Nervous Conditions is the coming of age story of fourteen year old Tambudzai, who lives in rural Zimbabwe but is able to attend a missionary school following the death of her older brother, Nhamo. Living with her aunt and uncle in a house on the mission grounds, Tambu is at first overwhelmed by their lifestyle. But the more she becomes accustomed to it, the more she starts to feel herself better than her beginnings. Tambu is determined to be educated and to provide for herself, but she keeps coming up against prejudices and barriers based on her gender, meaning that she has to battle for what she wants. Her story is contrasted with the stories of the complex women in her life; her Westernised cousin Nyasha, starting to examine the effects of colonisation, her uneducated mother, tied to a man she doesn't love by her children, and her mother's sister, forceful, outspoken and determined to do what is right for her and the people she loves.
Nervous Conditions is a wonderful book, and lots of that is to do with Tambu herself. As a narrator she is self-aware, honest, intelligent and full of complicated thoughts about the people around her. It helps that Dangarembga's writing is vivid, peppered with Shona vocabulary; reading Nervous Conditions is like being immersed in the Shona culture of the mid twentieth century. This isn't a novel written with a Western audience in mind, and I liked that.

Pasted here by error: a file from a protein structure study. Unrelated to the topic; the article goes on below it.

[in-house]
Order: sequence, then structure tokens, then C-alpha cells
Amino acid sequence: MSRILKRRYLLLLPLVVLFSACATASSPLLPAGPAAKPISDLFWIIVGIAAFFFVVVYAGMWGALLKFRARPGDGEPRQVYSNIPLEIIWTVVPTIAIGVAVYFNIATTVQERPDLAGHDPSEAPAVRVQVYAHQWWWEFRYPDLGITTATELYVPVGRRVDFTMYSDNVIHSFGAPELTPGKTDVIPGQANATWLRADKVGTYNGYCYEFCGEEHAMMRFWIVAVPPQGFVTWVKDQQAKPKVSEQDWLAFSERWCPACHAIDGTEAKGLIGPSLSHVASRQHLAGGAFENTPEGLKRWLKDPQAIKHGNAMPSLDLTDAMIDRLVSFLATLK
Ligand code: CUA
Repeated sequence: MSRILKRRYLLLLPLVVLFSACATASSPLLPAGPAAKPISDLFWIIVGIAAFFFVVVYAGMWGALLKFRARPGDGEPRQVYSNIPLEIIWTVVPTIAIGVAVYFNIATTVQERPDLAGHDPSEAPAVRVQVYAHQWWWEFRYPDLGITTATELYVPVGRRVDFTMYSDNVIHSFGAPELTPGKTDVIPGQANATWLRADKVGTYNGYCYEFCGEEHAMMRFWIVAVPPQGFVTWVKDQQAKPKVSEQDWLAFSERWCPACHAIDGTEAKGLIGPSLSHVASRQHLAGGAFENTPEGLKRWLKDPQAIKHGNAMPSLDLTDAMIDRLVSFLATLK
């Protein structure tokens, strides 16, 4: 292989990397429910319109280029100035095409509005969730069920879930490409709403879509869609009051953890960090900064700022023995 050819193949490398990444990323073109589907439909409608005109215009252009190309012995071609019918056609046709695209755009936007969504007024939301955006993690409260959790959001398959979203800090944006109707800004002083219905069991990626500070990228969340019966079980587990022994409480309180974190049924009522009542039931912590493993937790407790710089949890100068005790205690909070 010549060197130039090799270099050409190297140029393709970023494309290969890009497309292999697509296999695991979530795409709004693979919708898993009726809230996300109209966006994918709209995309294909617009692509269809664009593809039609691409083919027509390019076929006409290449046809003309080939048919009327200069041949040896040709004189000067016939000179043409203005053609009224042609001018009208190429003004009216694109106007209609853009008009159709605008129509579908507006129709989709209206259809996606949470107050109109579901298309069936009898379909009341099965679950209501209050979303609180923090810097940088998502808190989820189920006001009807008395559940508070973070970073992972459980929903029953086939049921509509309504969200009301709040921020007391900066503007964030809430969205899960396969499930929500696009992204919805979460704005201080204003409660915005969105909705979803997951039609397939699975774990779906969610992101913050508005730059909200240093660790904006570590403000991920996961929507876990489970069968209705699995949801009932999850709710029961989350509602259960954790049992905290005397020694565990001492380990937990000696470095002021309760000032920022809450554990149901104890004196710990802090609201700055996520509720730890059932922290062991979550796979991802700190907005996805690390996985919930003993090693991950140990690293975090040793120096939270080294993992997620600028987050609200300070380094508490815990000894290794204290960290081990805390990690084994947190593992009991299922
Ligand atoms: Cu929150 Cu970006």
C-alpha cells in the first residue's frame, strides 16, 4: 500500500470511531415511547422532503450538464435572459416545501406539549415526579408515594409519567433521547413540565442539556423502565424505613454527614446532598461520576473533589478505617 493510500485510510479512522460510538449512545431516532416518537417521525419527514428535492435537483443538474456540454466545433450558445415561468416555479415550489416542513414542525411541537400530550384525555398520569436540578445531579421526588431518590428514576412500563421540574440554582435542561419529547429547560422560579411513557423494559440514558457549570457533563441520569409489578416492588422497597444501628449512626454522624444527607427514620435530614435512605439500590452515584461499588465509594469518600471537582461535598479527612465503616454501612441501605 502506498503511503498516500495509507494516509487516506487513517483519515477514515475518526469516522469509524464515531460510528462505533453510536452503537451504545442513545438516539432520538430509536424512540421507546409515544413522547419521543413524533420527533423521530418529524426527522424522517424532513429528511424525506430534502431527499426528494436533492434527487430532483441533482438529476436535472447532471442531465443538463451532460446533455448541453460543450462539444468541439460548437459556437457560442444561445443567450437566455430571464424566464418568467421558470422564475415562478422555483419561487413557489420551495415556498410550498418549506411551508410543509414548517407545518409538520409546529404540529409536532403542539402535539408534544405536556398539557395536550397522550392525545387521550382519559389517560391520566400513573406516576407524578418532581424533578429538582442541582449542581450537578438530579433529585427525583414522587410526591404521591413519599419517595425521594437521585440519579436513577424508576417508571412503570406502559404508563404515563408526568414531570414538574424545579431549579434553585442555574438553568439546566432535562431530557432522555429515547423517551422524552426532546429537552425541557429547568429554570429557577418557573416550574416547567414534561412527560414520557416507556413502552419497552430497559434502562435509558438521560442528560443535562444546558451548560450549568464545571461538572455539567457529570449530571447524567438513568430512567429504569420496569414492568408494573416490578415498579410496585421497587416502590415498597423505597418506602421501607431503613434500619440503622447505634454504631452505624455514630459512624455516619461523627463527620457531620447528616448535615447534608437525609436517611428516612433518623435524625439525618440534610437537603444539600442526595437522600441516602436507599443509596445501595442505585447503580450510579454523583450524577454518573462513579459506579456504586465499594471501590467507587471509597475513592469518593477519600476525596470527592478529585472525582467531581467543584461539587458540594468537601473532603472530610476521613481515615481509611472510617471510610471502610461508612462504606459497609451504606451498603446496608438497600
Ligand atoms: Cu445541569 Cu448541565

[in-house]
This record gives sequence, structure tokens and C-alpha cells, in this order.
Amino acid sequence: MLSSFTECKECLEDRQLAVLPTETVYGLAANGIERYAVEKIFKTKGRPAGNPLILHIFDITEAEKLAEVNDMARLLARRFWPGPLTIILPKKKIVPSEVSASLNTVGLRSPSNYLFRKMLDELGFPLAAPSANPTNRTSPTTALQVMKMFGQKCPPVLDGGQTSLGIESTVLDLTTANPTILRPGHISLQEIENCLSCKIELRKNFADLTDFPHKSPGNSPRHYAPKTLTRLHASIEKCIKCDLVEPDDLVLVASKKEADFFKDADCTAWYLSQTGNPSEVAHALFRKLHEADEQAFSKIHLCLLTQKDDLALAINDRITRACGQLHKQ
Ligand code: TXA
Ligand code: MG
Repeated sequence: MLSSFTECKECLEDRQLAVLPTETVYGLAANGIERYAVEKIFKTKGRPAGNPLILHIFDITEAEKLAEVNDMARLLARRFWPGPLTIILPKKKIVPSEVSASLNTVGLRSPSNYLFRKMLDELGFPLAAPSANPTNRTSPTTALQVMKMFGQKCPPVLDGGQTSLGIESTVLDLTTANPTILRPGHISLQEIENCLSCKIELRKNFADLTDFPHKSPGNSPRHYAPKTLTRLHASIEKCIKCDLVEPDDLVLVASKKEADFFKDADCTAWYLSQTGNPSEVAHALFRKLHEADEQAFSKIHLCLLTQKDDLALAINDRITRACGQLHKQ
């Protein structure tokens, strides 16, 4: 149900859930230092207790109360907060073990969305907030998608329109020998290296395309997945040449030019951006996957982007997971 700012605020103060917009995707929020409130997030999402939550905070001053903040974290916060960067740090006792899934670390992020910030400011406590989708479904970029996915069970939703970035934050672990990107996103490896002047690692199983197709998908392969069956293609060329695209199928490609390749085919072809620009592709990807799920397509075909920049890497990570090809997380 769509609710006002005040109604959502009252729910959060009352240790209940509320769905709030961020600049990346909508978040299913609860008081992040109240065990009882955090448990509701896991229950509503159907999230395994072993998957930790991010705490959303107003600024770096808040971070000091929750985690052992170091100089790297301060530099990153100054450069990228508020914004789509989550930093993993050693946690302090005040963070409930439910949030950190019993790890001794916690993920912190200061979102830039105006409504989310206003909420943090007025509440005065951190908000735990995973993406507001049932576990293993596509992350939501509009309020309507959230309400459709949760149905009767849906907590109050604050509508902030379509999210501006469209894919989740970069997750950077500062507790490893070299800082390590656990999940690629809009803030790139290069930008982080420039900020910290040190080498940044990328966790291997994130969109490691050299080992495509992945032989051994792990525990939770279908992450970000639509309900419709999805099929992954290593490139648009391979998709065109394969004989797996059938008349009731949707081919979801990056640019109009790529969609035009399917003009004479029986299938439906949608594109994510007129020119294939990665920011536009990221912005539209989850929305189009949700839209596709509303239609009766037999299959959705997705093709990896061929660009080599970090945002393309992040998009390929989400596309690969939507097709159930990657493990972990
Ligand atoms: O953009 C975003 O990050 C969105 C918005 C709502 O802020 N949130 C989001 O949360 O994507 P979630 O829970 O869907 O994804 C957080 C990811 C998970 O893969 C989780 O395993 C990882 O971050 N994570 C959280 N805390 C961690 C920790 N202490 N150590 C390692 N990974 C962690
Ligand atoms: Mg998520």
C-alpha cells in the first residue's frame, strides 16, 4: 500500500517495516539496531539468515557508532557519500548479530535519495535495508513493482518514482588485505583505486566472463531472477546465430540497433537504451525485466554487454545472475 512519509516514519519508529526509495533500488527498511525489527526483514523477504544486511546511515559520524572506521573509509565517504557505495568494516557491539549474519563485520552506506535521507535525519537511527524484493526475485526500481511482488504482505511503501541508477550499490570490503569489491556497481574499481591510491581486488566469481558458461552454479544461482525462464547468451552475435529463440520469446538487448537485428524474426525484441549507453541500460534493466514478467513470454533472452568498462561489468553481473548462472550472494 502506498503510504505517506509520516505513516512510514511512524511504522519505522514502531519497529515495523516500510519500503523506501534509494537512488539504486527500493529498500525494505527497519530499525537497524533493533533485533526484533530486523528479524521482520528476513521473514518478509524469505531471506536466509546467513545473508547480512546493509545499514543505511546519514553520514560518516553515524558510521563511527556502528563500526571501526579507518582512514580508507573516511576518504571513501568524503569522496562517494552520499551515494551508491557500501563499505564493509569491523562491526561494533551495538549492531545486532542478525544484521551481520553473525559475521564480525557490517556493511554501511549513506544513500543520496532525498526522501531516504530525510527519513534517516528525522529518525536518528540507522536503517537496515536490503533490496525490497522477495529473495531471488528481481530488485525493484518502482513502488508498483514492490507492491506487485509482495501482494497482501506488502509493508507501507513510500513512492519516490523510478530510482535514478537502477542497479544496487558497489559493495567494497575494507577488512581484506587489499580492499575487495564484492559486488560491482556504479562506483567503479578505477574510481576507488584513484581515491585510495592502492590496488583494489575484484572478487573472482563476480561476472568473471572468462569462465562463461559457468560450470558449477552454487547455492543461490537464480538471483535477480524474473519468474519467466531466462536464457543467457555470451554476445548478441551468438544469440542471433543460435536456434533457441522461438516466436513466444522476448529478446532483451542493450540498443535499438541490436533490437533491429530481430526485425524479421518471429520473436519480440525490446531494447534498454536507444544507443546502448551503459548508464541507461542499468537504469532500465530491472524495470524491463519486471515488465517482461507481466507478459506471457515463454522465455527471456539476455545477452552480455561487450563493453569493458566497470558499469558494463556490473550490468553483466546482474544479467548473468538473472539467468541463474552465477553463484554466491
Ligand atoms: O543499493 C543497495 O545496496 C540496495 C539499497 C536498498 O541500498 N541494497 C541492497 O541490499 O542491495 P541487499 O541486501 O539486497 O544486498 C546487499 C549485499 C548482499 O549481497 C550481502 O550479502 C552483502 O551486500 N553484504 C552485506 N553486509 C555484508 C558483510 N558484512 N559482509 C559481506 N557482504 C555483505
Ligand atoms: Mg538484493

What I loved most about Nervous Conditions is that Dangarembga never over-simplifies the complex issues of gender, race and colonisation. Tambu is quick to realise the limitations placed on her by her gender, for example when her father states that it isn't worth educating her, as she will only get married and belong to another family. Tambu also notes the powerlessness of her mother in the family, and the negative effect of her many pregnancies, but Dangarembga also writes about powerful Shona women, who are uneducated, but still refuse to accept gender boundaries. And the same is true of race and colonisation - Tambu views a Western education and lifestyle as her ticket to happiness, but her cousin Nyasha, who has actually lived in England for a spell, is torn between her conflicting identities and feels isolated from her Shona heritage. The portrait of both of these issues is complicated, many-layered and realistic,
To be honest, the only thing I didn't like about Nervous Conditions was the cover, which I think looks too cheaply made for the quality of the book. Although this book is set in a specific place and time period, it's coming of age theme is universal and it's one I would highly recommend.
First Published: 1988
Edition Read: Ayebia Clark
Score: 5 out of 5
Project 1001 Books: Book 2/80
My list of titles and reviews can be found here.